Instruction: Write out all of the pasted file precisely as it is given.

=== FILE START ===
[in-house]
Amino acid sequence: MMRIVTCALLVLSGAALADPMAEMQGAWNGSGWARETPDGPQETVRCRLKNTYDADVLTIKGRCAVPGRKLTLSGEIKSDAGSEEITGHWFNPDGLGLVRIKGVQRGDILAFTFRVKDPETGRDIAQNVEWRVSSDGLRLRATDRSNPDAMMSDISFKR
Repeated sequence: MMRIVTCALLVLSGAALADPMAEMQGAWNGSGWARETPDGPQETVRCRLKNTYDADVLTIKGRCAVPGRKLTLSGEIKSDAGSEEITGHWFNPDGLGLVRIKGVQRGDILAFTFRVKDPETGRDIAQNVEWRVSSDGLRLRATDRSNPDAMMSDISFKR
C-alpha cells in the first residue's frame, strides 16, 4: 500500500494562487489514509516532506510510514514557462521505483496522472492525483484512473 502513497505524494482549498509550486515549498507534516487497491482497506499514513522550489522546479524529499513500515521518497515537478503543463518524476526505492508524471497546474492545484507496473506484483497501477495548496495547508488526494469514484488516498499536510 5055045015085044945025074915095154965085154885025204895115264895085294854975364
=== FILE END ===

[in-house]
Amino acid sequence: MMRIVTCALLVLSGAALADPMAEMQGAWNGSGWARETPDGPQETVRCRLKNTYDADVLTIKGRCAVPGRKLTLSGEIKSDAGSEEITGHWFNPDGLGLVRIKGVQRGDILAFTFRVKDPETGRDIAQNVEWRVSSDGLRLRATDRSNPDAMMSDISFKR
Repeated sequence: MMRIVTCALLVLSGAALADPMAEMQGAWNGSGWARETPDGPQETVRCRLKNTYDADVLTIKGRCAVPGRKLTLSGEIKSDAGSEEITGHWFNPDGLGLVRIKGVQRGDILAFTFRVKDPETGRDIAQNVEWRVSSDGLRLRATDRSNPDAMMSDISFKR
C-alpha cells in the first residue's frame, strides 16, 4: 500500500494562487489514509516532506510510514514557462521505483496522472492525483484512473 502513497505524494482549498509550486515549498507534516487497491482497506499514513522550489522546479524529499513500515521518497515537478503543463518524476526505492508524471497546474492545484507496473506484483497501477495548496495547508488526494469514484488516498499536510 5055045015085044945025074915095154965085154885025204895115264895085294854975364